Evette & Schaeffer Bass Saxophone On eBay

There is quite a rare bird of the vintage saxophone world up for auction on eBay at the moment: an Evette & Schaeffer bass. This vintage horn belongs to one the members of the Bass Saxophone Co-op.

Left Side Upright

     Source: eBay.com

Unlike many sellers on eBay who don’t provide many details about what they’re selling, this man does. Since this Evette & Schaeffer is his personal sax, he is familiar with it. He also is good enough to provide a lot of information about both the horn’s strengths, and its weaknesses.

This is how this seller describes this vintage bass:

Up for sale is my 1913 Evette and Schaefer, Buffet crampon, bass saxophone. It is currently in playable condition, but could use some more work to put it in top shape. Lacquer is good. Sax could benefit from a chemical cleaning. Pads could use replaced, but usable as is, except one pad that is real bad. Despite the bad pad i still have no problem playing all the way down to low Bb. Minimal denting, nothing bigger then a dime, except on the bottom bow. The dent on the bottom bow actually appears to only be a dent in the guard and not in the actual bow. There is a small dent on the top bow that should have some attention. The dent is right where there is a seam that appears to be separating, not leaking yet but will likely soon. Paul Woltz of Kennelly Keys in Lynnwood WA, and bass saxophonist with Uptown Lowdown Dixieland Jazz Band did some work on this horn before I purchased it about 6 years ago. He went through it and resoldered toneholes, patched the neck, replaced pads as needed, spot lacquered, etc. putting it into playing condition. At the time he suggested a repad to the old owner, but felt it could be played adequately as is. During my 6 years of ownership, I have replaced pads as needed to keep it playing. I contacted him before buying it and he felt it has the potential of being an excellent bass saxophone, possibly better then most Conns or Bueschers. It is low pitch, although it isn’t marked as such. I purchased a Paul Coats modified Runyon 88 bari mouthpiece that has been modified to be played on bass sax using bari reeds. Includes a custom made marine wood case, and a Hamilton stand. The hamilton stand consists of 2 parts. One part (a bracket) stays permanently attached to the sax and then slides onto the base. When I attached the stand bracker to the bell, it threw out the regulation of the lowest tonehole, so I adjusted it with the stand bracket attached. The lacquer on that key cup got burned. The sax also has some special keywork that Evette and Schaefer were known to have as an option. There is a key between the low E and low D that allows to trill between Eb and E. Additionally there are 2 extras keys to play low C# and Low Bb with the center finger of the right hand. It also has 2 separate octave keys rather then the usual on automatic. This has not been a problem for me. I find that so long as I do not do large jumps up to the upper portion of the upper octave, using one octave key suffices for me. Additionally the separate octave key helps me with the altissimo notes, since I can choose which octave vent to open. Overall, this is a decent sax as is, and with some work would have the potential to be an outstanding bass sax. This sax has the typical sharp palm keys, and flat lower octave, but Jay Easton felt that it played well in tune with his mouthpiece. He suggested a Babbit mouthpiece. This sax does not have the typical problem with middle D not speaking. It does have a problem with middle Eb though, but by opening up the low C# key, Eb speaks well. I suspect that a repad would eliminate the Eb problem. Both Paul Woltz and Jay Easton played this sax before I purchased it 6 years ago, and they both gave their seal of approval. I have decide to offer this sax up with NO RESERVE. And if it doesn’t sell for what I’d like to see it sell for, at least I hope it goes to someone who would like to play it.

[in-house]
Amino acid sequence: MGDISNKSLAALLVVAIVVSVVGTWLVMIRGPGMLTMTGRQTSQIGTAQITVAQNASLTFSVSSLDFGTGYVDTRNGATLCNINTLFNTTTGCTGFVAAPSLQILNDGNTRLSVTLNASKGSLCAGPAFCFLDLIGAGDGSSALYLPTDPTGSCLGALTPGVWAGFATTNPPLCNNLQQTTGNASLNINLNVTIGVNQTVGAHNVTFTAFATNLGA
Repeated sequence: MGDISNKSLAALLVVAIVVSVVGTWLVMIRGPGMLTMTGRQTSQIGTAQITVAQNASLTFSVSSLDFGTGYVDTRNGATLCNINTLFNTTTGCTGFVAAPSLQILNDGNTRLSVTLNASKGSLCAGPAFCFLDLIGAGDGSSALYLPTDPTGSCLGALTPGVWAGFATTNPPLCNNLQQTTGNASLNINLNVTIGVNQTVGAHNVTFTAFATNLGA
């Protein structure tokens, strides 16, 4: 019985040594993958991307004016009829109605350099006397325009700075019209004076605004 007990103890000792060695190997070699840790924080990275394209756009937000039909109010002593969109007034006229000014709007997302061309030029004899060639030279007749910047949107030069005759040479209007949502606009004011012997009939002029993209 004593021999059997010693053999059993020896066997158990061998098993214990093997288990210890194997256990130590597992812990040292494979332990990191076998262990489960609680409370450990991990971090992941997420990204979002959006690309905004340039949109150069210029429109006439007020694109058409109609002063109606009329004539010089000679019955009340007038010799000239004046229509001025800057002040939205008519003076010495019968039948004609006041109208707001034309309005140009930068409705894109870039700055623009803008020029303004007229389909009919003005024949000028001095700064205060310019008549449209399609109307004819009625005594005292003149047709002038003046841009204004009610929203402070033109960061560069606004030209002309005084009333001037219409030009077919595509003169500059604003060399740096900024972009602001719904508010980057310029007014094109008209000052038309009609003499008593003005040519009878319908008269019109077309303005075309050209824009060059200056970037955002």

Here’s an example of a couple of small dings in the body tube.

Small Dings

     Source: eBay.com

In this photo you can see both the dent in the bottom bow guard, as well as the burnt lacquer from the key guard repair.

Bottem Of Bow
     Source: eBay.com

This is one of the Paul Coats modified, Runyon baritone saxophone mouthpieces. If you’d like to find out more about what Paul does with them, and how Paul originally learned this technique from Santy Runyon himself, check out Paul’s Mouthpiece Page on my website.